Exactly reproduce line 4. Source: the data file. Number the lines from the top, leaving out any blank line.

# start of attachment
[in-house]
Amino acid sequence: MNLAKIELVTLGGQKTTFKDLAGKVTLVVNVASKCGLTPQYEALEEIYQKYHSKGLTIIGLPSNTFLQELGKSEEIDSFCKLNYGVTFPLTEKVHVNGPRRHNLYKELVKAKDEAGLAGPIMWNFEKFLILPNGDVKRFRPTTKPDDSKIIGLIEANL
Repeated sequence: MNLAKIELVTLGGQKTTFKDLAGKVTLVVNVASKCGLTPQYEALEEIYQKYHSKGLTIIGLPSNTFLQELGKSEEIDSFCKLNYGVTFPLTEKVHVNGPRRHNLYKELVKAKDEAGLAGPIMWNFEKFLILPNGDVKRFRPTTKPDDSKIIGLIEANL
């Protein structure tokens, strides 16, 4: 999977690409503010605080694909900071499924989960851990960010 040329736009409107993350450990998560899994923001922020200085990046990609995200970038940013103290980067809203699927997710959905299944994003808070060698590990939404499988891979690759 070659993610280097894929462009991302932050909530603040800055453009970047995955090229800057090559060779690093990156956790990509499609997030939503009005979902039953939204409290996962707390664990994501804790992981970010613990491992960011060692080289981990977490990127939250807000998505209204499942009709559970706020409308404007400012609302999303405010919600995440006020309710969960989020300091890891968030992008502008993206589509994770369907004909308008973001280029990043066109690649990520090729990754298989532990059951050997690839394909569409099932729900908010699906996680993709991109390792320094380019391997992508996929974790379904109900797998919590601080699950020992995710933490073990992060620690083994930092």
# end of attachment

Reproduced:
């Protein structure tokens, strides 16, 4: 999977690409503010605080694909900071499924989960851990960010 040329736009409107993350450990998560899994923001922020200085990046990609995200970038940013103290980067809203699927997710959905299944994003808070060698590990939404499988891979690759 070659993610280097894929462009991302932050909530603040800055453009970047995955090229800057090559060779690093990156956790990509499609997030939503009005979902039953939204409290996962707390664990994501804790992981970010613990491992960011060692080289981990977490990127939250807000998505209204499942009709559970706020409308404007400012609302999303405010919600995440006020309710969960989020300091890891968030992008502008993206589509994770369907004909308008973001280029990043066109690649990520090729990754298989532990059951050997690839394909569409099932729900908010699906996680993709991109390792320094380019391997992508996929974790379904109900797998919590601080699950020992995710933490073990992060620690083994930092």